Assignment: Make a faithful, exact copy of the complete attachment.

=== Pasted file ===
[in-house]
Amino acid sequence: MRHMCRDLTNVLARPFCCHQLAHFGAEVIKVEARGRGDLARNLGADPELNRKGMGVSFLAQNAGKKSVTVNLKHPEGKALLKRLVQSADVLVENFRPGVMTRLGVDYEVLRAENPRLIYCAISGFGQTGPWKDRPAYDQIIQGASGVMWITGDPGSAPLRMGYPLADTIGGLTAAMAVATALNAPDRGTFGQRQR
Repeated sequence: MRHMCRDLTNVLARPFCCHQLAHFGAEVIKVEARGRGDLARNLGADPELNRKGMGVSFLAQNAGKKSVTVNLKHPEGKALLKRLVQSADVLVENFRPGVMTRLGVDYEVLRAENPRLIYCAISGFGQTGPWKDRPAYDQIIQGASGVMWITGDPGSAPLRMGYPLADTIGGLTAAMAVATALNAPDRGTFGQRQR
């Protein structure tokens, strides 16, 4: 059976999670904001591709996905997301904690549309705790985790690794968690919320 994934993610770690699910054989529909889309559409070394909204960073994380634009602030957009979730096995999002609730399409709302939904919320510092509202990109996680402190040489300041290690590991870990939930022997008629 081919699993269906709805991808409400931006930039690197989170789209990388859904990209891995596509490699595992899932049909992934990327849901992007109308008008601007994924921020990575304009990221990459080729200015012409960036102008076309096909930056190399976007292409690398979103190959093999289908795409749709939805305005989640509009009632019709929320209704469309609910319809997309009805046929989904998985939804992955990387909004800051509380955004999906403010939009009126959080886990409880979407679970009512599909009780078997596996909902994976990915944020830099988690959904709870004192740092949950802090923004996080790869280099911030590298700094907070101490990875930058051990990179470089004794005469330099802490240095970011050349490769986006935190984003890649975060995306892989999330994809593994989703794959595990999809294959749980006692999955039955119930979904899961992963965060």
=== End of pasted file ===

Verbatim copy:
[in-house]
Amino acid sequence: MRHMCRDLTNVLARPFCCHQLAHFGAEVIKVEARGRGDLARNLGADPELNRKGMGVSFLAQNAGKKSVTVNLKHPEGKALLKRLVQSADVLVENFRPGVMTRLGVDYEVLRAENPRLIYCAISGFGQTGPWKDRPAYDQIIQGASGVMWITGDPGSAPLRMGYPLADTIGGLTAAMAVATALNAPDRGTFGQRQR
Repeated sequence: MRHMCRDLTNVLARPFCCHQLAHFGAEVIKVEARGRGDLARNLGADPELNRKGMGVSFLAQNAGKKSVTVNLKHPEGKALLKRLVQSADVLVENFRPGVMTRLGVDYEVLRAENPRLIYCAISGFGQTGPWKDRPAYDQIIQGASGVMWITGDPGSAPLRMGYPLADTIGGLTAAMAVATALNAPDRGTFGQRQR
């Protein structure tokens, strides 16, 4: 059976999670904001591709996905997301904690549309705790985790690794968690919320 994934993610770690699910054989529909889309559409070394909204960073994380634009602030957009979730096995999002609730399409709302939904919320510092509202990109996680402190040489300041290690590991870990939930022997008629 081919699993269906709805991808409400931006930039690197989170789209990388859904990209891995596509490699595992899932049909992934990327849901992007109308008008601007994924921020990575304009990221990459080729200015012409960036102008076309096909930056190399976007292409690398979103190959093999289908795409749709939805305005989640509009009632019709929320209704469309609910319809997309009805046929989904998985939804992955990387909004800051509380955004999906403010939009009126959080886990409880979407679970009512599909009780078997596996909902994976990915944020830099988690959904709870004192740092949950802090923004996080790869280099911030590298700094907070101490990875930058051990990179470089004794005469330099802490240095970011050349490769986006935190984003890649975060995306892989999330994809593994989703794959595990999809294959749980006692999955039955119930979904899961992963965060």